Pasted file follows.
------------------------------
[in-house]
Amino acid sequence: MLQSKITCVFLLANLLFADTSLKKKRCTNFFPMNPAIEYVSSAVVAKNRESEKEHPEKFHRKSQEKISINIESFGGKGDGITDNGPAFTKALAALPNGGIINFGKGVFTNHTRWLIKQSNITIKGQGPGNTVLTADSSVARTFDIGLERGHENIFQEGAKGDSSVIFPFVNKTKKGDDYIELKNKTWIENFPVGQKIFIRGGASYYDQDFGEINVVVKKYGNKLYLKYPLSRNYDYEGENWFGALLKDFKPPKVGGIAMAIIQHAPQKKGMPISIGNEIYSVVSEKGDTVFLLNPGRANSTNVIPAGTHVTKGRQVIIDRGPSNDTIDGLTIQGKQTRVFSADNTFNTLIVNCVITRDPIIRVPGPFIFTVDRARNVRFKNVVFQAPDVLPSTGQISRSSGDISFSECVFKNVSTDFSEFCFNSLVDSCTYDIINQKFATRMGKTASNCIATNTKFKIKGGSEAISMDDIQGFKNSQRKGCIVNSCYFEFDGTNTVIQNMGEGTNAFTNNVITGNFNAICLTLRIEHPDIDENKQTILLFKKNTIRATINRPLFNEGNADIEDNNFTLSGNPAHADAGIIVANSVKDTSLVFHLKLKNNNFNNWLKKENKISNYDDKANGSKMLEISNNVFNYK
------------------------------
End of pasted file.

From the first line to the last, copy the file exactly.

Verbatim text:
[in-house]
Amino acid sequence: MLQSKITCVFLLANLLFADTSLKKKRCTNFFPMNPAIEYVSSAVVAKNRESEKEHPEKFHRKSQEKISINIESFGGKGDGITDNGPAFTKALAALPNGGIINFGKGVFTNHTRWLIKQSNITIKGQGPGNTVLTADSSVARTFDIGLERGHENIFQEGAKGDSSVIFPFVNKTKKGDDYIELKNKTWIENFPVGQKIFIRGGASYYDQDFGEINVVVKKYGNKLYLKYPLSRNYDYEGENWFGALLKDFKPPKVGGIAMAIIQHAPQKKGMPISIGNEIYSVVSEKGDTVFLLNPGRANSTNVIPAGTHVTKGRQVIIDRGPSNDTIDGLTIQGKQTRVFSADNTFNTLIVNCVITRDPIIRVPGPFIFTVDRARNVRFKNVVFQAPDVLPSTGQISRSSGDISFSECVFKNVSTDFSEFCFNSLVDSCTYDIINQKFATRMGKTASNCIATNTKFKIKGGSEAISMDDIQGFKNSQRKGCIVNSCYFEFDGTNTVIQNMGEGTNAFTNNVITGNFNAICLTLRIEHPDIDENKQTILLFKKNTIRATINRPLFNEGNADIEDNNFTLSGNPAHADAGIIVANSVKDTSLVFHLKLKNNNFNNWLKKENKISNYDDKANGSKMLEISNNVFNYK